# Matrix Representation of Operators and Wavefunctions

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## Vector Representation of an eigenstate

For a set of vectors $$\{|1 \rangle, |2 \rangle, ... | \infty \rangle \}$$ that spans the space we are interested in, the arbitrary eigenstate can be decomposed

$| \psi \rangle = \sum_i^n c_i | i \rangle = \begin{pmatrix} c_1 \\ c_2 \\ ... \\ c_n \end{pmatrix} \label{1A}$

The $$\{|1 \rangle, |2 \rangle, ... | \infty \rangle \}$$ constitutes a basis (one of many possible) for the space.

Most of the operators we are discussed are linear so

$\hat{A} | \psi \rangle = \hat{A} \left( \sum_i^n c_i | i \rangle \right) = \sum_i^n c_i \hat{A} | i \rangle \label{2A}$

## Matrix Representation of an Operator

Operators can be expressed as matrices that "operator" on the eigenvector discussed above

$\hat{A} | i \rangle = \sum_i^n A_{ij} | i \rangle \label{3A}$

The number $$A_{ij}$$ is the $$ij^{th}$$ matrix element of $$A$$ in the basis select.

##### Hermitian Operators

Hermitian operators are operators that satisfy the general formula

$\langle \phi_i | \hat{A} | \phi_j \rangle = \langle \phi_j | \hat{A} | \phi_i \rangle \label{Herm1}$

If that condition is met, then $$\hat{A}$$ is a Hermitian operator. For any operator that generates a real eigenvalue (e.g., observables), then that operator is Hermitian. The Hamiltonian $$\hat{H}$$ meets the condition and a Hermitian operator. Equation \ref{Herm1} can be rewriten as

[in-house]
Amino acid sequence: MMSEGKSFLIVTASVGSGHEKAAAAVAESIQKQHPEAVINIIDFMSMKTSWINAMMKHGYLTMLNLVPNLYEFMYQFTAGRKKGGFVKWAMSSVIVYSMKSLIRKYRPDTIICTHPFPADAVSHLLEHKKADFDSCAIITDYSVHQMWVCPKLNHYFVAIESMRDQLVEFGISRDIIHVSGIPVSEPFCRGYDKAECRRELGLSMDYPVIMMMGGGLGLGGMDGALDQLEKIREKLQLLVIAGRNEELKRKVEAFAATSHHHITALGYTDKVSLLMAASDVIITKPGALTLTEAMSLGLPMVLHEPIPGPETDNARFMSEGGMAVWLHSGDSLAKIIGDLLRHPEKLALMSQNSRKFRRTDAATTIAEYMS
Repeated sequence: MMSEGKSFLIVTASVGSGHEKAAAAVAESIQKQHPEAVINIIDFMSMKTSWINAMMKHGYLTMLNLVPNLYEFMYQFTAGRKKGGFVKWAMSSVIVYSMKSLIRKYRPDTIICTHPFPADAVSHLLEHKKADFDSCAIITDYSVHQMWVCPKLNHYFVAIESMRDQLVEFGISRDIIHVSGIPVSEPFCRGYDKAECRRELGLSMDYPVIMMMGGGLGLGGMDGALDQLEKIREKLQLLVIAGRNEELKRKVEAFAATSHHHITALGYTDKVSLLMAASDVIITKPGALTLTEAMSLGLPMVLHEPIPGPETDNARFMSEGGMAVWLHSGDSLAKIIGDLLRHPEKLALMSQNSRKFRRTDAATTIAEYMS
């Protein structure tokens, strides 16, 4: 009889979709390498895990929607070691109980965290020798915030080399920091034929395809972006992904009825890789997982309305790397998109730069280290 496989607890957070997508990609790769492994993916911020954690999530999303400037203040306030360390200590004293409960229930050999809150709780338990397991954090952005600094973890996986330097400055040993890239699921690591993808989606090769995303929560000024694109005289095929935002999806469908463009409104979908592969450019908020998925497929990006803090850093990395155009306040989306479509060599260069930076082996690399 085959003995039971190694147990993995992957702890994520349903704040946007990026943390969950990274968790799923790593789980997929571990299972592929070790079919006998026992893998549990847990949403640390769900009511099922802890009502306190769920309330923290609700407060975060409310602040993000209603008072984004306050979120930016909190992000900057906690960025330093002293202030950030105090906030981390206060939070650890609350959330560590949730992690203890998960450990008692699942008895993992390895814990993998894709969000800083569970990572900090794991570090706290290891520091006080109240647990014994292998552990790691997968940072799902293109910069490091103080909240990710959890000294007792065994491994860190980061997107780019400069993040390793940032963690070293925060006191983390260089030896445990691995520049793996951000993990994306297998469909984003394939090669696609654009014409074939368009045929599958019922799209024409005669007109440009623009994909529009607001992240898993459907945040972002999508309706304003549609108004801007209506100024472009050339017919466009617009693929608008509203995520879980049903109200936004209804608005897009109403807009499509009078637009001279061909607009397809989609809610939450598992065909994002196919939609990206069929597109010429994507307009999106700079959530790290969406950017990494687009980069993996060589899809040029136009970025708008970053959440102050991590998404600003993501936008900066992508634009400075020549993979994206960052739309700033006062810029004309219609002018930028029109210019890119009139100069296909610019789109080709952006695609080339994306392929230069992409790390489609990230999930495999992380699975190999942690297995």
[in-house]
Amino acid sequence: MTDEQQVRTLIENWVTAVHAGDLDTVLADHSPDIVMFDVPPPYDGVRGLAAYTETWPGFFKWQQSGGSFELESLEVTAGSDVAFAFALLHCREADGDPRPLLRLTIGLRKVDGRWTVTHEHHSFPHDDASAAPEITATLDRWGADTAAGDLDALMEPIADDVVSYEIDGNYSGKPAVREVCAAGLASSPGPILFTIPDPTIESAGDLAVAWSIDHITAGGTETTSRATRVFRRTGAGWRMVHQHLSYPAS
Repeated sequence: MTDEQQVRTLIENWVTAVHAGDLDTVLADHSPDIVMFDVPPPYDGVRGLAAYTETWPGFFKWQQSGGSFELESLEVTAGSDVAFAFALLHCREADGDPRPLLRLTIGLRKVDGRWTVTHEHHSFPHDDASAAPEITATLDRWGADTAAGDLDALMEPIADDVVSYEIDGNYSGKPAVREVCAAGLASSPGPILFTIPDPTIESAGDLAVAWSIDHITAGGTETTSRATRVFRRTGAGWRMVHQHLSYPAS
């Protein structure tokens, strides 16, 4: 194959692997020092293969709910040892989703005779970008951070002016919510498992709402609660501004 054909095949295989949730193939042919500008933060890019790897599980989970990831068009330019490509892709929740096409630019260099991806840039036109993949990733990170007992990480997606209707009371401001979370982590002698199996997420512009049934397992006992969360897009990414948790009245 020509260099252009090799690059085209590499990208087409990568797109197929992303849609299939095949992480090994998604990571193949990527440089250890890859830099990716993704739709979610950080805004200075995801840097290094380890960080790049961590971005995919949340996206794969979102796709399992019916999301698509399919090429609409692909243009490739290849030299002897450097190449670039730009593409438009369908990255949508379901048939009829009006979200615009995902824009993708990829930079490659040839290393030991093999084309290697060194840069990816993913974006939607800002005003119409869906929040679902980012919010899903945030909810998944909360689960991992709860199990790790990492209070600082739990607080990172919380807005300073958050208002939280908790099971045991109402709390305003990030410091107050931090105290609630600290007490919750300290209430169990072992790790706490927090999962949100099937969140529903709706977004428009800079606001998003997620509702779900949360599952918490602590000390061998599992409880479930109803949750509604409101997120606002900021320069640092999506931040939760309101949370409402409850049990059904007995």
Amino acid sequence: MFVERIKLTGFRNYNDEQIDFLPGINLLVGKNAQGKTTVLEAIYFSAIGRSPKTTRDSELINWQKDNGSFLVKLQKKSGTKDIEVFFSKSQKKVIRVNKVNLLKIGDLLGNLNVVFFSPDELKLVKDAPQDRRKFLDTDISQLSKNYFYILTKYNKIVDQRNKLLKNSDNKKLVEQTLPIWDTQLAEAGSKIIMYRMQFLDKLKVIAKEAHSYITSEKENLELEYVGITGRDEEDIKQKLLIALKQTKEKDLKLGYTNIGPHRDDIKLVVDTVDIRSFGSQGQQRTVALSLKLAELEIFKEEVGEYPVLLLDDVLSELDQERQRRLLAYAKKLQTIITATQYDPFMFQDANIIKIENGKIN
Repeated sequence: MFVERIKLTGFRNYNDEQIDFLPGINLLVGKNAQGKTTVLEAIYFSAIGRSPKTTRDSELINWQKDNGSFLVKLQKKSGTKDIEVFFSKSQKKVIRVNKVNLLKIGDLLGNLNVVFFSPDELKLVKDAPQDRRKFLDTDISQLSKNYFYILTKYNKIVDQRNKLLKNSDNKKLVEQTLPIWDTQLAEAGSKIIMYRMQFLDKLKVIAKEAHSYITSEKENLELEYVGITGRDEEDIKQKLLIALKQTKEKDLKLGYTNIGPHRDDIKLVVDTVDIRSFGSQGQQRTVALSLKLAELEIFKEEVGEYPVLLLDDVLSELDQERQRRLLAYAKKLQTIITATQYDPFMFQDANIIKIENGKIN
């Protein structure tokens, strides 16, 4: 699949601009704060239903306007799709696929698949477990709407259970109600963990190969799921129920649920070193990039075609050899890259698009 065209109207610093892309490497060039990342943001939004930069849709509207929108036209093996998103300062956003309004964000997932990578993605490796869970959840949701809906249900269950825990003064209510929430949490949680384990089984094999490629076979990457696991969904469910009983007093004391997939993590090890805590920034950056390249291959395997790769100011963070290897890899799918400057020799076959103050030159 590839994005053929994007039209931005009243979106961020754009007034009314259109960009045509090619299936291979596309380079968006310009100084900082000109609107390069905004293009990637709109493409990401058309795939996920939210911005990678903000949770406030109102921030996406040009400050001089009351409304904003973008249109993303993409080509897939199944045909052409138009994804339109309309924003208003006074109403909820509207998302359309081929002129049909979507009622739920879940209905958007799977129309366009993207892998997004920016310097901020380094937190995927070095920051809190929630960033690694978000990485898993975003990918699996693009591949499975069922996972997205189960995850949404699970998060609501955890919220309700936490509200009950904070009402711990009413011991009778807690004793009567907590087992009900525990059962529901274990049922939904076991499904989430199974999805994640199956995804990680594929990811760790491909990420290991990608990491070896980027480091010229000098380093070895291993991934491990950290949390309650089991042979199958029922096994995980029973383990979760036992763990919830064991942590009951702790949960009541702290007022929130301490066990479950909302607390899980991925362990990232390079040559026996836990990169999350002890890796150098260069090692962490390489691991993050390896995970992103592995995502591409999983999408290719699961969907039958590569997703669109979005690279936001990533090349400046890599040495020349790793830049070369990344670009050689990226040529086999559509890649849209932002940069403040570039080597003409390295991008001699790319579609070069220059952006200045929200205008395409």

$A_{ij} =A_{ji}$

where

$A_{ij} = \langle \phi_i | \hat{A} | \phi_j \rangle$

and

$A_{ji} = \langle \phi_j | \hat{A} | \phi_i \rangle$

Therefore, when applied to the Hamiltonian operator

$\boxed{H_{ij}^* =H_{ji}.}$

## Multiplication

We can define an inner product (dot product) of two eigenstates $$| \phi_1 \rangle$$ and $$| \phi_2\ \rangle$$

$\langle \phi_1 | \phi_2 \rangle = \sum_{i=1}^n c_i^* c_j \label{4A}$

which looks like this in vector representations

$\langle \phi_1 | \phi_2 \rangle = ( c_1^* \; c_2^* \; ... c_n^* ) \begin{pmatrix} c_1 \\ c_2 \\ ... \\ c_n \end{pmatrix} \label{5A}$

This form emphasizes the dot product nature of the inner product multiplication.

From equation $$\ref{5A}$$, we can express the bra form of the eigenstate as

$\langle \phi | = \sum_i^n c_i^* \langle i | \label{6A}$

## Completeness Relation

For vectors $$|i \rangle$$ forming an orthonormal basis $$\langle i | j \rangle = \delta_{ij}$$ for all space then

$\sum_i^n | i \rangle \langle j| = 1 \label{7A}$

Those terms in this sum are outer products and are matrices (remember inner products are scalars).

## Diagonal Representation of an operator

$\hat{A} = \sum_i ^n \lambda_i | i \rangle \langle i| \label{8A}$

This is a matrix that has non-zero element everywhere except the diagonal. E.g.,

$\begin{pmatrix} 4 & 0 & 0 \\ 0 & -1 & 0 \\ 0 & 0 & -4 \end{pmatrix}$

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